Pump for Duck Pond

Discussion in 'Homesteading Questions' started by MicheleMomof4, Oct 18, 2004.

  1. MicheleMomof4

    MicheleMomof4 Well-Known Member

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    We just dug a 2ft. wide, 10 feet long and 3 feet deep duck pond. We had been using kiddie pools for our 2 girls.
    I was curious what kind of pump would I need to keep the water clean?
    I ask the question in the Poultry forum and they thought it might be better here. We have access to a cheap above ground pool pump and wonder if this would help?
     
  2. DayBird

    DayBird Big Bird

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    The swimming pool pump will probably clog up much too quickly. Ducks have an odd habit of sitting in a pond and "dibbling" in the resulting mud around the edges. What have you lined the pond with? If it were concreted with a wide lip around the edges, the dirt dumped into the pond would be greatly reduced. How about a very wide gravel edge.

    Get a big pump designed for a goldfish pond. Make sure it has a trash guard to keep leaves out of the impeller. Pump the water up into the top of a 55 gallon drum filled with gravel. Lava rocks would probably be the best. If you could filter it through some form of foam that could be rinsed or replaced all the better. Drill a large hole on the bottom and drain teh water back into the pond.
     

  3. Alex

    Alex Well-Known Member

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    Yes you need some type of filter. Above post is a good idea - a home-made "slow-rate sand" (or gravel) filter - good. You could try gravel and sand in layers. And, its a good idea to rig up a "back-wash" method, where you reverse the flow for a while, and dump the "backwash" to drain or other use.

    Sounds good, give it a try.

    Alex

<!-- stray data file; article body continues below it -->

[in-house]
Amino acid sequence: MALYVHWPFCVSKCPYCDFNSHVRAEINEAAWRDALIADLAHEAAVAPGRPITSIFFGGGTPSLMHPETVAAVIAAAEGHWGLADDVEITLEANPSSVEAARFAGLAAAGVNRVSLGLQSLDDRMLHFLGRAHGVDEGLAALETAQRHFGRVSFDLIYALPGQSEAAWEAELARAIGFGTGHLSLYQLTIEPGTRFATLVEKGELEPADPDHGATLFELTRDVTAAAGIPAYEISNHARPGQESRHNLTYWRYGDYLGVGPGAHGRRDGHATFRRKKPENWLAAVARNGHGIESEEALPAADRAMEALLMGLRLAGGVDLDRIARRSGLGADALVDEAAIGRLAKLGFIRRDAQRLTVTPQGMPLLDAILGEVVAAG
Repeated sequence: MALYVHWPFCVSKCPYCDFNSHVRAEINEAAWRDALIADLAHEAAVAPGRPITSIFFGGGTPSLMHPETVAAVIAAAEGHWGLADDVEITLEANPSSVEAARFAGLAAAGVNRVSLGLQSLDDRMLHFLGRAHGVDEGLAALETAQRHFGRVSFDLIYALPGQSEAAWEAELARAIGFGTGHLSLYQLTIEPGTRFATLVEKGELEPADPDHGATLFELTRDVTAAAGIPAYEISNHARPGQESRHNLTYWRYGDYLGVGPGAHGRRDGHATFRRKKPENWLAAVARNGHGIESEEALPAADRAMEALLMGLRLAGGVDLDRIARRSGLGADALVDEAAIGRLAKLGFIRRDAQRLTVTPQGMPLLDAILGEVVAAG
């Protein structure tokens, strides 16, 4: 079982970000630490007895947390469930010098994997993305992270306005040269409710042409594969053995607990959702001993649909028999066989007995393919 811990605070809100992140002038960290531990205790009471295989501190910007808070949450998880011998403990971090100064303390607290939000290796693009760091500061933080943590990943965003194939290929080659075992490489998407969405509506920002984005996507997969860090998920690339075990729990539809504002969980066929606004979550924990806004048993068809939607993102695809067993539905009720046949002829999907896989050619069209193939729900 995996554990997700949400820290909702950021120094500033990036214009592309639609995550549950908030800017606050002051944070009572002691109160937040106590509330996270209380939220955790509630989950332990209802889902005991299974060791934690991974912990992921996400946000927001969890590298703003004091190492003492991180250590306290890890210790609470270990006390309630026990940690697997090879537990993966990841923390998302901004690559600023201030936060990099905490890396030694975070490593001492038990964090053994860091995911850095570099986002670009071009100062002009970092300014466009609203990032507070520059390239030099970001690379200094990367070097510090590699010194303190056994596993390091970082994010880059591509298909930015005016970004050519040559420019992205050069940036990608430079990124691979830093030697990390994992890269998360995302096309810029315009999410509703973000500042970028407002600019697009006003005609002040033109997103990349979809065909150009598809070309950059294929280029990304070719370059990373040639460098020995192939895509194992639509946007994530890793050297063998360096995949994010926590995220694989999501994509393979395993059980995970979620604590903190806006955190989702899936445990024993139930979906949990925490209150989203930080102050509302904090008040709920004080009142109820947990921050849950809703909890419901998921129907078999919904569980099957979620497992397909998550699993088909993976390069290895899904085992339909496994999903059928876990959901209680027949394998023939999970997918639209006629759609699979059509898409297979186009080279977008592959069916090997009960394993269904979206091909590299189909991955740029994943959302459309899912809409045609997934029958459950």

4. MicheleMomof4

    MicheleMomof4 Well-Known Member

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    We have it lined with the pond liner material, I dont know the name off hand. We have enough to make a wide lip around the pool. Would this help?

    DH says this is a great idea, thanks!
     
  5. DayBird

    DayBird Big Bird

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    Put that down and cover it with stones and gravel, the wider the better for helping to keep the pond clean. A sand filter would probably clog up too quickly. I'd use gravel, lava rocks if you can find them, with the biggest no bigger than a ping pong ball. A layer of sand at the bottom of the drum would help to "polish" the water. The larger sized gravel would trap larger particles of trash while the sand would trap smaller particles. If you just used sand or sand in a layer at the top, it would clog up in a matter of days. You have to remember that a filter doesn't remove trash, dirt or other pollutants from the water. It just provides a place for decomposition to occur. The only way to remove this from the water is to physically remove it. Think of an aquarium, you do have to change out that filter pad.

    10 X 2 X 3 = 60 cubic feet of water.
    60 cubic feet of water X 7.5 gallons of water per cubic foot = 450 gallons of water. Give or take some depending on how high you actually have the water level.

    What you're doing is making one enormous pot for "brewing" manure tea. Look outside the box. Don't think of it as the ducks making the water dirty. Think of it as the ducks making an excellent, organic fertilizer for you. Use a filter. There's no way to help keep it clean without one, but do drain off at least 50 gallons of that water each week to use in the garden, more in the summer. Make sure to use mosquito dunks to keep them away.
     
  6. MicheleMomof4

    MicheleMomof4 Well-Known Member

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    Thank you!
    This has been such a learning experience! We are doing as you suggested. DH is going to build a gravel type filering system. I think he is still going to use the pool pump just cause it will pump the water just fine and is much cheaper. He said he can rig it to the gravel "filter" easily.
    Now here is a question you may not be able to answer. If we do as follows and also take off the 50 gallons each week (which was the PERFECT idea I think!). How often do you think we would have to drain it completely and refill it? I said a month and DH says we can go longer. Anyone want to settle a bet for us? :haha:
     
  7. DayBird

    DayBird Big Bird

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    I'd say take 100 gallons out each week without draining it completely. You then may not have to ever drain it completely. That would be a real pain and potentially costly.

    How about using some other drums to harvest rainwater off of your roof. Use this water to refill the pond. You "could" get a 12 volt pump and wire it to a solar panel and battery. You'd then have an off the grid organic fertilizer factory.

    Or, if you have an area where overflow could run off (which you probably would need anyhow), you could just drain your gutters directly into the pond. The water would then be partially changed everytime it rains.